With a little direction, I was in a much better place to design a well-received T-shirt. They gave me a little more info, and told me they had record Sales, Profits, On-Time Delivery and DL Productivity. They told me they definitely wanted to incorporate their business name – Life Sciences Venting. Back to the drawing board again, and after a few drafts we were able to come up with something they were proud of.

And preparing for next year and beyond…

The front features the slogan “That’s how we Roll” with four ‘rolls’ beneath it on an upward track that feature each of their new records. The back is simpler, and is a continuation of the upward track of the front, with the phrase “Molding a Brighter Future” to play off the molded components.

They chose a nicer style of t-shirt to use for this project. Rather than a standard 50-50 blend, they chose the CVC crew from Next Level. It’s a lighter weight shirt that also has a fitted cut. The color used is Warm Grey.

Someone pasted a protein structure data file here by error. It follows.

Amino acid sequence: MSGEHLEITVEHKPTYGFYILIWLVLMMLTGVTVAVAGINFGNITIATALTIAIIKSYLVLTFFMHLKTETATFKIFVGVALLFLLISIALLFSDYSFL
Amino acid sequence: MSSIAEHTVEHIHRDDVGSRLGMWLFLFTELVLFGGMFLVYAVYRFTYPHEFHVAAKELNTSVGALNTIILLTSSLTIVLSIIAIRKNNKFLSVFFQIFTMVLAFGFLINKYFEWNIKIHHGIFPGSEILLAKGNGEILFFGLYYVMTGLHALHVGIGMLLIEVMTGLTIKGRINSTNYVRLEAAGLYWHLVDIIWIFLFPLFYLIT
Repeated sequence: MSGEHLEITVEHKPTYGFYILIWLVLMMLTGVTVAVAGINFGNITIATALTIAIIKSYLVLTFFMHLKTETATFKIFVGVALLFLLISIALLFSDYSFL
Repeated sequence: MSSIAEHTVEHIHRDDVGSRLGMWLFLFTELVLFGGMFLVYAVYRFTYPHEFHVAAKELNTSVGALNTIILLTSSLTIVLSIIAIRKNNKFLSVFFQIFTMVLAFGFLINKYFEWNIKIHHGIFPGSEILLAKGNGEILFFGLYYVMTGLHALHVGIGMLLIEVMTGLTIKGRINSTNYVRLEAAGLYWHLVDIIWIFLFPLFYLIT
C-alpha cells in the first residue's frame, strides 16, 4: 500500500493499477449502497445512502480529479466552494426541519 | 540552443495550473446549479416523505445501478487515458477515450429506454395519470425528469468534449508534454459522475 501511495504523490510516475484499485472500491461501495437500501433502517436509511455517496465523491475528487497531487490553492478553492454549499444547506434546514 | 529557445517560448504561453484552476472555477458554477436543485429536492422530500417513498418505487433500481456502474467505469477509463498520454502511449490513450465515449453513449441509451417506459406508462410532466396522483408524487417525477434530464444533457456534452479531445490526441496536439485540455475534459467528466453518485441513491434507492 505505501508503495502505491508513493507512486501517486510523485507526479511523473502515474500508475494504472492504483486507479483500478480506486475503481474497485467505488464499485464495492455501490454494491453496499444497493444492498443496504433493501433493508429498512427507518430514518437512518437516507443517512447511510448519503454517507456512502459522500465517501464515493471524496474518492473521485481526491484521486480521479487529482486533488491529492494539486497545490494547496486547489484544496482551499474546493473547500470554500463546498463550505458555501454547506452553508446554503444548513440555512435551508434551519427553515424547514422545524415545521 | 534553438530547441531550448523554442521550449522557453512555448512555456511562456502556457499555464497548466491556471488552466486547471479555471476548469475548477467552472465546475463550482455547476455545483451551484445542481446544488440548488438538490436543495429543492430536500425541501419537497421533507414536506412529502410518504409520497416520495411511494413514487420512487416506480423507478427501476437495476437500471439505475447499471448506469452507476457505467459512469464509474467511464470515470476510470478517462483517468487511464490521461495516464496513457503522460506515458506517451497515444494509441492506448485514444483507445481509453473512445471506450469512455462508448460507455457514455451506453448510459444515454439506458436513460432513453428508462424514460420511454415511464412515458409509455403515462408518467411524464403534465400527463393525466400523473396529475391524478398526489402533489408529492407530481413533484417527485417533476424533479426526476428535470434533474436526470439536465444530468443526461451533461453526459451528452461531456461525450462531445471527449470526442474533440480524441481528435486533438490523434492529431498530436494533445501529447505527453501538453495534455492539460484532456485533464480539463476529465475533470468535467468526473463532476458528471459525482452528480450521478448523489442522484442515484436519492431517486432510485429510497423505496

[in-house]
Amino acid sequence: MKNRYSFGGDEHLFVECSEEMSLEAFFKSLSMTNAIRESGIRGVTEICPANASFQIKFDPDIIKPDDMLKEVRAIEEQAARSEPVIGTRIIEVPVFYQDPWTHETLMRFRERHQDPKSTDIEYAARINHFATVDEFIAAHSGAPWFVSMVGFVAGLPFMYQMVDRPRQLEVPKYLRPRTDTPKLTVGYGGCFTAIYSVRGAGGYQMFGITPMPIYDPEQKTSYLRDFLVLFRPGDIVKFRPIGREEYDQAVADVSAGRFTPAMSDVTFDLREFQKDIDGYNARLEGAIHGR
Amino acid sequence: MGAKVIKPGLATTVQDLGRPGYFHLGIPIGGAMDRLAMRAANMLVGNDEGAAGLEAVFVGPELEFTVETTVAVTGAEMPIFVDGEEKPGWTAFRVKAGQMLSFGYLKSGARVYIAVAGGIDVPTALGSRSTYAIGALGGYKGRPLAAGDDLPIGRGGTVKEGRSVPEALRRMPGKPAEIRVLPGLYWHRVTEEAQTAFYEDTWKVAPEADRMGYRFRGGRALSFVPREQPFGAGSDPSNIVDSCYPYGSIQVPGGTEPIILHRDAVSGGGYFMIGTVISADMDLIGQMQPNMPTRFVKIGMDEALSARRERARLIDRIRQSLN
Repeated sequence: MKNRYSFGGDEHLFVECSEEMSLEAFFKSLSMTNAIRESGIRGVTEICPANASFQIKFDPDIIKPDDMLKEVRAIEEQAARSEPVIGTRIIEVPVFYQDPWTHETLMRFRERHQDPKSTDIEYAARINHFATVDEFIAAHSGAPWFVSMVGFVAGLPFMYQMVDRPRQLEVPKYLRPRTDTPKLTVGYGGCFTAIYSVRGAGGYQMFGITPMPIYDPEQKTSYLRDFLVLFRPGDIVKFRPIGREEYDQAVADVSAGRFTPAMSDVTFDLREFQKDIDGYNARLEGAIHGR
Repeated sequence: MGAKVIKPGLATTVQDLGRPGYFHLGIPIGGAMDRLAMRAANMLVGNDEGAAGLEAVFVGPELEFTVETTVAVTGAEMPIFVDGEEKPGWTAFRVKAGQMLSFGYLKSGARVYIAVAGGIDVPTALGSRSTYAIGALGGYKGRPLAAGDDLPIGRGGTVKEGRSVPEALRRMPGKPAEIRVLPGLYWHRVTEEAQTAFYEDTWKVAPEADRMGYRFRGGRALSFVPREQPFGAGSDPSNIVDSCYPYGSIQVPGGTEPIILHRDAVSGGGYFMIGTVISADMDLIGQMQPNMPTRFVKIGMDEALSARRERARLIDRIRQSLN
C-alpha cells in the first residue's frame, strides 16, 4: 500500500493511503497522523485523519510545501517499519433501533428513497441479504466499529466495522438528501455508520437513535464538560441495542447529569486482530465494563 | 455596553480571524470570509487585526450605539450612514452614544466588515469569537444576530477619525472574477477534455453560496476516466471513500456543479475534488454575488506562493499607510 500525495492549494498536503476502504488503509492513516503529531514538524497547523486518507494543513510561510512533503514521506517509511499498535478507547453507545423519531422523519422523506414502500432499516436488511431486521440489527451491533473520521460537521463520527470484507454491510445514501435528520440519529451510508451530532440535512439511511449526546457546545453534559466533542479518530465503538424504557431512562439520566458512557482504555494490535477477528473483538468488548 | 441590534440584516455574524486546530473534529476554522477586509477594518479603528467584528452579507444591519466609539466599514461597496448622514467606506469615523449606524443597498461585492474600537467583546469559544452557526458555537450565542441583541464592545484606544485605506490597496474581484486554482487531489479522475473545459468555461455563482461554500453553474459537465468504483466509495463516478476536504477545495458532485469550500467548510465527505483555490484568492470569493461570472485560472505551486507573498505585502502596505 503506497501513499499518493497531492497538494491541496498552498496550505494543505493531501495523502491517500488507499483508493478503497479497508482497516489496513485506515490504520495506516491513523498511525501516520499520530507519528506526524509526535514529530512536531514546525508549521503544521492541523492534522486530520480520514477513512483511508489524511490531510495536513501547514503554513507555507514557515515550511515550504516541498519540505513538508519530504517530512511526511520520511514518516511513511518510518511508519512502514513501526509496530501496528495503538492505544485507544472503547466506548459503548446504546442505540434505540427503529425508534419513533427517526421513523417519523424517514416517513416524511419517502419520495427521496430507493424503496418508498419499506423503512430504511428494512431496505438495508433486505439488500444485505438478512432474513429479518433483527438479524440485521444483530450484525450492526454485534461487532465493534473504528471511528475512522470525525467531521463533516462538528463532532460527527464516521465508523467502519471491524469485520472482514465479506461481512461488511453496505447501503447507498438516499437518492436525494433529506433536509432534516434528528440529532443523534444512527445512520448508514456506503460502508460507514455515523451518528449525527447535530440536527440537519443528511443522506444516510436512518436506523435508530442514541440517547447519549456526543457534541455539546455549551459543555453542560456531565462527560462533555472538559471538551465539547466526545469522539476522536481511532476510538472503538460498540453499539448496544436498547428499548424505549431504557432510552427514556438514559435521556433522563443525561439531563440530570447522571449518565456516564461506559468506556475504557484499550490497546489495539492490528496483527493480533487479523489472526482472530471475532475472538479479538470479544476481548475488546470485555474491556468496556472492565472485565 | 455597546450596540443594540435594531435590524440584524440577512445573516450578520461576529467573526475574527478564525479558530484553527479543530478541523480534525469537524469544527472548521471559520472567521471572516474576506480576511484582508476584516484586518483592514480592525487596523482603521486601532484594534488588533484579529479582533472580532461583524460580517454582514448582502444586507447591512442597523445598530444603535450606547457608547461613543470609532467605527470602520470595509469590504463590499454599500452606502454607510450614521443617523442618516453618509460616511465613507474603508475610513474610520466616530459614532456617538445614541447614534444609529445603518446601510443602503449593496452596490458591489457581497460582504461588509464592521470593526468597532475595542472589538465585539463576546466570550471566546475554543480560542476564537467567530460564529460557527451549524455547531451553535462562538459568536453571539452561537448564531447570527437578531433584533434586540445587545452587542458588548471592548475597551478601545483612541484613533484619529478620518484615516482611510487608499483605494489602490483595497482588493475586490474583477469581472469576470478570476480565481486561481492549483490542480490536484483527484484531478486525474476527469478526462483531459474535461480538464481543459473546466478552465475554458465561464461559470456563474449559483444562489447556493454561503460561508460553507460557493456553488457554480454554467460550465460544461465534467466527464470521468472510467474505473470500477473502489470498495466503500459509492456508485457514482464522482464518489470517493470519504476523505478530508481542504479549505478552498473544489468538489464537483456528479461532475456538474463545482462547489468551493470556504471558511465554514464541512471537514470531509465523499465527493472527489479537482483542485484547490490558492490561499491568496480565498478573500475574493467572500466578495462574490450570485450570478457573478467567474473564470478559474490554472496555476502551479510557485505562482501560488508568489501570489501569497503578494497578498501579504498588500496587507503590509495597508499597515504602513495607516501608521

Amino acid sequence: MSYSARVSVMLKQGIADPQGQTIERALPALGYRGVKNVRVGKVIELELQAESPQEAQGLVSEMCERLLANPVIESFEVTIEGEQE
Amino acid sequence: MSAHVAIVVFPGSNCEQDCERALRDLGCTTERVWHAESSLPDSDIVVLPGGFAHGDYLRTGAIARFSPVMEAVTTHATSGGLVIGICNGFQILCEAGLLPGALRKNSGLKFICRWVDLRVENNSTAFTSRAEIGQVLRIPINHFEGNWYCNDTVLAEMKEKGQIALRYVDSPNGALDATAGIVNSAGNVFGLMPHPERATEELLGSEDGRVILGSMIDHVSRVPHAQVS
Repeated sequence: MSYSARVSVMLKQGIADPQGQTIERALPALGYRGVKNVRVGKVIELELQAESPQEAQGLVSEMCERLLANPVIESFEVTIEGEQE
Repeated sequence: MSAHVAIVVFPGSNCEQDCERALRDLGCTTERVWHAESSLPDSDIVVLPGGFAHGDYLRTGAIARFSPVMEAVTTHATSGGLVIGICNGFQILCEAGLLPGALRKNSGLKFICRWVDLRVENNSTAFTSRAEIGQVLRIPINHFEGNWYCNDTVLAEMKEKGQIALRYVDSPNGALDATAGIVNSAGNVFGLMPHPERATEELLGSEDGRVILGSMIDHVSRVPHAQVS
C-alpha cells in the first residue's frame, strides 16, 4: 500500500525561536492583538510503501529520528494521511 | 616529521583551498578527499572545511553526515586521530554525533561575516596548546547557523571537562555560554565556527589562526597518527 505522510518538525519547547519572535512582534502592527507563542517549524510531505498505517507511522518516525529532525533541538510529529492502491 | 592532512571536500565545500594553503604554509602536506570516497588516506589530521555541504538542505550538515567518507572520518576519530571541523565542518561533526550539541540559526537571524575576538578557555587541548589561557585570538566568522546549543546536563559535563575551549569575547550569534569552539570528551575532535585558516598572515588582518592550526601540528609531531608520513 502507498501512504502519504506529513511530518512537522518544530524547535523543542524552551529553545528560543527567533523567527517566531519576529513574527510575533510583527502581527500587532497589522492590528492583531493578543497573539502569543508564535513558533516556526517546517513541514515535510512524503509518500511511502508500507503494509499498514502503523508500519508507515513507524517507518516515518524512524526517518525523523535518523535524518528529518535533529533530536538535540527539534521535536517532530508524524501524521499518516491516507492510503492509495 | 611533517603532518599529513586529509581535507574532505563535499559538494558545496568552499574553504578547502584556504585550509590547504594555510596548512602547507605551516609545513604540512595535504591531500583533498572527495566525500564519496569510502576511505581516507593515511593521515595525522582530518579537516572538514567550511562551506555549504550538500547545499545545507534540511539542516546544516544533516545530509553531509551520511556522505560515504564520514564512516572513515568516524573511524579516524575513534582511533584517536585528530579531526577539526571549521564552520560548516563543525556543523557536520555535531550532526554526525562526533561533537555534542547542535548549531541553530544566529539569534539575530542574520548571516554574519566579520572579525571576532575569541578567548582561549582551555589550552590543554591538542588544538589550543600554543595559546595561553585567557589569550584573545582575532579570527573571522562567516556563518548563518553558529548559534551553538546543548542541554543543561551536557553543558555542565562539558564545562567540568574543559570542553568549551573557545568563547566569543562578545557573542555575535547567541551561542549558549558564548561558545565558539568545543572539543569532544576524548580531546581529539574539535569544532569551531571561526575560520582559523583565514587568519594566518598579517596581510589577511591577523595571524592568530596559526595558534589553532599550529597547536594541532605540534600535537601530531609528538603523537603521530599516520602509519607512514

Overall, it’s a great looking shirt, and I hope the the Life Sciences Venting group can wear it with pride! As we say in the Navy – Bravo Zulu for a job well done!

Is Glow-in-the-Dark cool again?

As a child of the 80’s, I had plenty of things that glowed in the dark. Everything from sneakers to sunglasses to stars for your ceiling and Nerf games seemed to be incorporating this new fad. Glow in the dark technology has other uses outside of the fashion and toy world (who knew!?), but if you ask me, nothing beats playing football in the dark with a ball that glows. It was fun, and cool, and all the rage. But Glow-in-the-Dark as a fad started to fade as the 90’s progressed.

Our first use of Glow ink

A few years ago, our friends at the NJ Lighthouse Society approached us about incorporating Glow in the Dark ink into one of their shirts. They had seen the ink color on when I showed them our ink color swatches, though I had never really noticed it before. I was hesitant – I didn’t know if it would work, and all I could picture were those hideous “wolf pack” T-shirts. We ran with it and it came out great. The shirts looked great in the day, and when the sun set, they glowed for a while. I’m still kicking myself for not getting any photos. It was cool the way the top of the lighthouse glowed like a real lighthouse would have.

This is the front of the shirt – Hover to see it Glow!